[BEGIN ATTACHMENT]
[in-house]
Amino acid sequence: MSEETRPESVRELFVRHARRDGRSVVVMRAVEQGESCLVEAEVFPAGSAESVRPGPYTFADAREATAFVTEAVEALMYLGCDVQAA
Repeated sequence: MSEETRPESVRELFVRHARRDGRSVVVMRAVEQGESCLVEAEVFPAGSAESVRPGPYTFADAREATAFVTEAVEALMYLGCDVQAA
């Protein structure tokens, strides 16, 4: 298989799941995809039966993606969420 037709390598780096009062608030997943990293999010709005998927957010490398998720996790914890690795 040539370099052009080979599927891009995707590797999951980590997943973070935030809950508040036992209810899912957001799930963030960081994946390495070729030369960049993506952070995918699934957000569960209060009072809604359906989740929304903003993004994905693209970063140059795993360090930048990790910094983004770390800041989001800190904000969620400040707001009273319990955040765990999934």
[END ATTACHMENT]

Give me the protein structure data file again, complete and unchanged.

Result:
[in-house]
Amino acid sequence: MSEETRPESVRELFVRHARRDGRSVVVMRAVEQGESCLVEAEVFPAGSAESVRPGPYTFADAREATAFVTEAVEALMYLGCDVQAA
Repeated sequence: MSEETRPESVRELFVRHARRDGRSVVVMRAVEQGESCLVEAEVFPAGSAESVRPGPYTFADAREATAFVTEAVEALMYLGCDVQAA
């Protein structure tokens, strides 16, 4: 298989799941995809039966993606969420 037709390598780096009062608030997943990293999010709005998927957010490398998720996790914890690795 040539370099052009080979599927891009995707590797999951980590997943973070935030809950508040036992209810899912957001799930963030960081994946390495070729030369960049993506952070995918699934957000569960209060009072809604359906989740929304903003993004994905693209970063140059795993360090930048990790910094983004770390800041989001800190904000969620400040707001009273319990955040765990999934």